You’ll Agree With Me When You’re Older
Recently (and by recently I mean a month ago) I was in an online argument with someone when they decided to use, as an argument, that I was young and that when I got to be older I would change my mind and come around to my opponent’s point of view. Needless to say, I nope’d out of that conversation too quickly to sum up all the reasons “You’ll agree with me in twenty years” is a terrible argument. But this is what blogs are for, so here:
First, it’s extremely condescending. So condescending, in fact, that it displays a prominent position on the Condescending Internet Argument Bingo card, right there at the top. It’s condescending because of the implications it makes about the younger person’s knowledge and experience. By assuming that my point of view would change as I aged, my opponent was basically saying, “You can’t possibly be right, because you’re younger than me!” Not only did my opponent completely ignore all of the actual points I was making, they essentially took the position that, in an argument between any two people, the older person always wins.
I could choose to be extremely charitable and note that most of the evidence brought up in that argument was anecdotal. In reality, my opponent was likely saying “I have more life experiences than you, so when the debate is between my life experiences and your life experiences, I win because I have more of them.” But this argument still fails. The underlying assumption my opponent was making was that as I got older, my life experiences would turn into their life experiences. It’s one thing to say “I have these experiences that show that your argument is not universal” and quite another to say “You will all become me in twenty years!”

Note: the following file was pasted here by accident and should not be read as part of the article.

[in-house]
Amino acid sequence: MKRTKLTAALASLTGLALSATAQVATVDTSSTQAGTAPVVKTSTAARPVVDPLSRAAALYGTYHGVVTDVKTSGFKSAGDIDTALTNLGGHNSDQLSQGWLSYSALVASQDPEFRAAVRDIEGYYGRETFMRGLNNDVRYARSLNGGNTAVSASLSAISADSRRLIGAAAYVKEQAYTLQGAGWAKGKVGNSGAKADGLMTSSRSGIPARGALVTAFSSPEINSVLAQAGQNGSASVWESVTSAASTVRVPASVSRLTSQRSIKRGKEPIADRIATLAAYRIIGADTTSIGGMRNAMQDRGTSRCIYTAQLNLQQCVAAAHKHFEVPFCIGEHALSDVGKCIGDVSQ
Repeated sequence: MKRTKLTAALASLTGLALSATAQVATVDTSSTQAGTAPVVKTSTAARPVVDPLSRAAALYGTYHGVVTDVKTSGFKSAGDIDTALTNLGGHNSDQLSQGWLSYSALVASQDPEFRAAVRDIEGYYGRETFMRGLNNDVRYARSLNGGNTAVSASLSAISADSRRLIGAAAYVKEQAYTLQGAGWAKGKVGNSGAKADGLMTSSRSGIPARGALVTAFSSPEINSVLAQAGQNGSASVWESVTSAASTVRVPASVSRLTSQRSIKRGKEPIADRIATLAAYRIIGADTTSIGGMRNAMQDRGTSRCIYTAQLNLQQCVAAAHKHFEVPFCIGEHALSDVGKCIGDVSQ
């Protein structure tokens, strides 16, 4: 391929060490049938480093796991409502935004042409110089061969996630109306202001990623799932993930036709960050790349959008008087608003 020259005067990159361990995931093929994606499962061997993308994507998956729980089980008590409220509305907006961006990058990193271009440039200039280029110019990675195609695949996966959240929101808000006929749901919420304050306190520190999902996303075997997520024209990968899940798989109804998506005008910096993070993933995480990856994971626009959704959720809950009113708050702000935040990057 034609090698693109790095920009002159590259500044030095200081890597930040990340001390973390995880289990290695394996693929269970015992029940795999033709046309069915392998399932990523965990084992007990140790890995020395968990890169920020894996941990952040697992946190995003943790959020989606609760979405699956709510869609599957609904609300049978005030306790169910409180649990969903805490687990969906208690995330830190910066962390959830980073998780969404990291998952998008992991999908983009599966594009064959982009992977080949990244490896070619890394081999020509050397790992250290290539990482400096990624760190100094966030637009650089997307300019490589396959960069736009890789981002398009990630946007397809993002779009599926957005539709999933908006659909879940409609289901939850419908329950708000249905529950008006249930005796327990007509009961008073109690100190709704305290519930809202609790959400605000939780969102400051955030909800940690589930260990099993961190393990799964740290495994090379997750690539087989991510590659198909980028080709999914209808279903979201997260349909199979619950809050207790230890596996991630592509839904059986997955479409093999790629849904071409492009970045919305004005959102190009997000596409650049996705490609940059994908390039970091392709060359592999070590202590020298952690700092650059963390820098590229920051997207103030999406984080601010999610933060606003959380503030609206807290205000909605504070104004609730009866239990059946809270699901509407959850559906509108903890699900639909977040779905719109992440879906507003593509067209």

Further, it often turns out that young people are very likely to get it right, while the older generations aren’t. For instance, statistics show that young people are overwhelmingly supportive of same-sex marriage, while seniors are still very much opposed. Similarly, young people approve of interracial marriage almost unanimously, while nearly a third of seniors are still against it. I sincerely hope my future opinions don’t end up reflecting my elders’.
And this raises a broader point about how intrinsically worthwhile the viewpoints of older generations are. Ideas have lifetimes, and an idea that was extremely valuable (or even popular) twenty, thirty, or forty years ago might not be as valuable or popular today. Times change, and experiences that were relevant a generation ago might not be relevant anymore. I’m going to go ahead and argue that the life experiences and ideas of younger people are actually more valuable because of their relevance to the issues and events that concern us now.
In short, playing the “age card” is not only insulting, but inaccurate. Being older doesn’t make your opinions and life experiences more valuable, nor does it give them any extra weight. If anything, it’s the opposite.
And if you disagree, I guess you’re just too old to understand.